auto

Add-ons that don’t add value to your new car

 

The average vehicle loses 60 percent of its value during its first four years. As a result, new car buyers need to do whatever they can to prop up the residual value on what, for many, is the second-biggest investment they'll ever make. Vehicle add-ons play a major role in influencing resale price, but not every option pays off.

Experts agree there's a fine line between upgrading and personalizing. Upgrades should have mass appeal, but personalizing adds little to the resale value of a vehicle. In other words, go for the premium wheels and rims, but don't opt for souped-up mega wheels that will only appeal to a small audience.

How does a buyer navigate the wide selection of options and decide which have the most, and least, potential? For a guide to the best upgrades, check out Bankrate.ca's story " The best options to add to your new car." On the other hand, there are several features to avoid if your main goal is to recoup your investment, while boosting the future selling price of your new vehicle.

Vehicles to avoid
The first step is to assess which type of vehicle offers the best return.

The Canadian Black Book is a trusted source for used vehicle values, while Canadian Driver provides comprehensive reviews.

Peter Pauls, of Peter Pauls Inc., in Winnipeg, and a director with the Used Car Dealers Association of Manitoba, advises buyers to think of fuel efficiency: "The gas-guzzling SUVs are an absolute bargain right now used -- I would stay away from them."

Buyer be wary
When selecting options, be realistic. Just because you spend $4,000 on extras doesn't mean your vehicle will be worth $4,000 more. Many add-ons make driving more pleasant, but they don't necessarily add value. Parking-assist systems and intelligent cruise control, for example, are cool features, but they rarely make or break a sale.

Keep in mind that when your new car dealer is helping select options, he may not have your best interests are heart. In most cases, dealers only make five per cent to seven per cent on the base price of an automobile -- they profit from options.

As a result, car manufacturers are coming out with cool new features all the time. Before jumping on the bandwagon, be aware that, in most cases, the jury is out on the long-term value of many such features, including:

  • Xenon high-intensity discharge headlights. They will get you noticed but won't necessarily make you popular. They're expensive to replace and receive mixed reviews -- great for drivers but a headache and distraction for oncoming traffic.
  • Navigation systems. These systems are increasingly popular in high-end vehicles, but they have yet to prove their worth as an investment. According to Automotive Lease Guide, buyers can expect to pay US$1,000 to US$3,000 for the option but will recoup only $200 to $300 after a few years. Still, it's a feature people are coming to expect in higher-end European vehicles, says Mark Campbell, of Campbell Auto Sales in Barrie, Ont., and a director with the Used Car Dealers Association of Ontario, adding you should be prepared to add $5,000 to the purchase price of a new vehicle if navigation comes as part of a sport package.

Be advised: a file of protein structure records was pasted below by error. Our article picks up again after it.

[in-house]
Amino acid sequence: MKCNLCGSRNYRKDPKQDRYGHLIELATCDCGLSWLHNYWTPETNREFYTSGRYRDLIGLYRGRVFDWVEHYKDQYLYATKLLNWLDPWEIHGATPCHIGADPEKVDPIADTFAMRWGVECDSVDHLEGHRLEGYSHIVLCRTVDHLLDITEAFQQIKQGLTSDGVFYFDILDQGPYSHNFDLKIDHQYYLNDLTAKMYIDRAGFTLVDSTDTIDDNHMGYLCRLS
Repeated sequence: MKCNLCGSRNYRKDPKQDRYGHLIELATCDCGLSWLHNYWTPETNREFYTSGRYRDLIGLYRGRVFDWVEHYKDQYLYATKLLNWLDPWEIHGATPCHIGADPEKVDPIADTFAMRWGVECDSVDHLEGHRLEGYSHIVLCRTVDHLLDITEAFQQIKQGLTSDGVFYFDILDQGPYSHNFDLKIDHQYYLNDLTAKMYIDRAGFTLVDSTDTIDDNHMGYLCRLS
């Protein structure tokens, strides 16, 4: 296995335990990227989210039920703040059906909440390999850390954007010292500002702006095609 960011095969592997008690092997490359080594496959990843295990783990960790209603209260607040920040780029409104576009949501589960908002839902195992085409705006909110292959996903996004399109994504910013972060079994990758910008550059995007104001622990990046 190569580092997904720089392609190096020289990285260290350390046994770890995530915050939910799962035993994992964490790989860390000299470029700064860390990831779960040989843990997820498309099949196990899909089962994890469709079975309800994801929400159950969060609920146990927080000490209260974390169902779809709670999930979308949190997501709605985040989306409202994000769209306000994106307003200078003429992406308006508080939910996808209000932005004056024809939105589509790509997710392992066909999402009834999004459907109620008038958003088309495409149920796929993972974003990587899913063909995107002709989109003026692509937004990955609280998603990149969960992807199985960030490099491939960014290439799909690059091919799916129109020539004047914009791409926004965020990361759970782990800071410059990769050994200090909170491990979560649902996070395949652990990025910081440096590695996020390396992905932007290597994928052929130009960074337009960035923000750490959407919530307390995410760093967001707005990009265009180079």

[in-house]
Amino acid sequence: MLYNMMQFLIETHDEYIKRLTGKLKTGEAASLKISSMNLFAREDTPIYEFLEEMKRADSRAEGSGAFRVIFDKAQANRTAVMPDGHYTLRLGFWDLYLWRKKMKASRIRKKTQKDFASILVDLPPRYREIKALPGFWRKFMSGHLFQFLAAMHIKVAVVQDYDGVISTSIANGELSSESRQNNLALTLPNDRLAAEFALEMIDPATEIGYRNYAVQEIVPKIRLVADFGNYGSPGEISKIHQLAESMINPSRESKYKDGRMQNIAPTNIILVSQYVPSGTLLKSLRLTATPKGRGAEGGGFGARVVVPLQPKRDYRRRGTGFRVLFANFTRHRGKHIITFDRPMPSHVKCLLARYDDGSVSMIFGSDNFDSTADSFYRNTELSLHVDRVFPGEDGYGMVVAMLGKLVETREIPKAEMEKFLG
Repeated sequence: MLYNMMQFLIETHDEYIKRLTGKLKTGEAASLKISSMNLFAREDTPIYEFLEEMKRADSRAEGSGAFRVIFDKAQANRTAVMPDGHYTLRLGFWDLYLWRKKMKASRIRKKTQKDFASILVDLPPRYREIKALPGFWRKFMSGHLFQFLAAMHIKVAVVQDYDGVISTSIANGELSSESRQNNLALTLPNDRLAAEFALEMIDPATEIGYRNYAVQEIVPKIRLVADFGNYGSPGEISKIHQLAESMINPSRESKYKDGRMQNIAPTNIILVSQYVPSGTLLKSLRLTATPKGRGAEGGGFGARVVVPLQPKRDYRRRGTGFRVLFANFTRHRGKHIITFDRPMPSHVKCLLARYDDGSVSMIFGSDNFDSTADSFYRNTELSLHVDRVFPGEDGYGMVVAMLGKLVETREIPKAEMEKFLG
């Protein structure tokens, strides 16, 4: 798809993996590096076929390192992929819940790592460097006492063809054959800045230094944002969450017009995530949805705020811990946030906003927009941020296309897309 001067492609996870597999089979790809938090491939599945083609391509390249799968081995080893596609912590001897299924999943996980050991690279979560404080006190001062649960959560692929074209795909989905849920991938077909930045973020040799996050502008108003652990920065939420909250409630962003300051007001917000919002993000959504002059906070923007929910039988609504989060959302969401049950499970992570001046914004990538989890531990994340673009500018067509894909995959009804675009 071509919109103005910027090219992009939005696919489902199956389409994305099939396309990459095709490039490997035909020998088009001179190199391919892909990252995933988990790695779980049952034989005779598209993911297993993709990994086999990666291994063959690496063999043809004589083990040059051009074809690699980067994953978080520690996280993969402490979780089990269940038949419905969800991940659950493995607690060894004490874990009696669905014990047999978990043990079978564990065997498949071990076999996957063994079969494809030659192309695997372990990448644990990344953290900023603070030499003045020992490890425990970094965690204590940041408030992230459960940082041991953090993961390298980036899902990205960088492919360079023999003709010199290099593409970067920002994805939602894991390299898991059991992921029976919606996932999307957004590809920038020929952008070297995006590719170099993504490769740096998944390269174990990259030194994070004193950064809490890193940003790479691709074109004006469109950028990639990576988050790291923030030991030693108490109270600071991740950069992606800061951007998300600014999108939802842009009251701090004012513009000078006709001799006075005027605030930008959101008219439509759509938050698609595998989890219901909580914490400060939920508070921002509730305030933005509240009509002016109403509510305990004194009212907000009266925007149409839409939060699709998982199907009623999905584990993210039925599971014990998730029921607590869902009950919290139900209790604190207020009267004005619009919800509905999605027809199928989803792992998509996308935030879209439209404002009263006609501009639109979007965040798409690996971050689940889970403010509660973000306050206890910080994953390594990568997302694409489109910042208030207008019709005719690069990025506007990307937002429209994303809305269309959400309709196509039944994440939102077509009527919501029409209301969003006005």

• OnStar, the safety, security and navigation system. This system is making inroads with manufacturers, but its price varies considerably. GM offers the stand-alone option for about $700 (note: it's expected to be standard in all GM vehicles in 2007), however Acura sells it as part of a navigation package that totals close to $3,000.

Experts say that while it's proving popular in new vehicles, it has yet to make its mark in the used market. "I have not had a single person ask me, 'Does that truck have OnStar or not?'" says Pauls.

Features to avoid
Everybody wants something different when they buy a used car, but there are some features that simply don't offer a return on investment:

  • The wicked speakers and $1,000 CD player that one driver holds in esteem may mean nothing to the next owner, who is happy if there is a CD player and speakers, regardless of the name brand. Upgraded stereo systems are great, but don't expect to get your money back or boost the selling price of your vehicle by $1,000 just because it has Bose speakers and the like. A vehicle worth $10,000 will fetch $10,000 with or without the $5,000 stereo, says Campbell, who advises holding on to the factory-installed stereo and reinstalling it before resale.
  • North Americans like to customize (nobody orders a coffee when they can get a skinny café mocha with whip cream); however, imposing your tastes can backfire when it comes to vehicles. Custom paint jobs are popular, but they aren't a smart investment if the plan is to sell the vehicle in a few years. Buyers who want custom vehicles "want to do it themselves; they don't want to buy customized," says Campbell.
  • If you opt for the banana yellow or lime green colour de jour from the dealer, be prepared to settle for a lower selling price when it's pitted against safer greys, whites and blacks on the used car lot.
  • While options such as sunroofs and remote starters are great investments if they're factory installed, they lose their allure when added later. Such sunroofs inevitably leak and used dealers are loath to take on vehicles with cheap starters, which usually fail and have to be ripped out to make a vehicle sellable.

There are no bad options -- it's just that some offer higher long-term value than others. If you want a purple car complete with painted-on flames, a thumping stereo system and 22-inch wheels, go for it if it makes you happy. Just don't expect potential buyers to embrace your tastes or reimburse you for your efforts when it comes time to sell.

Michelle Warren is a freelance writer in Toronto.

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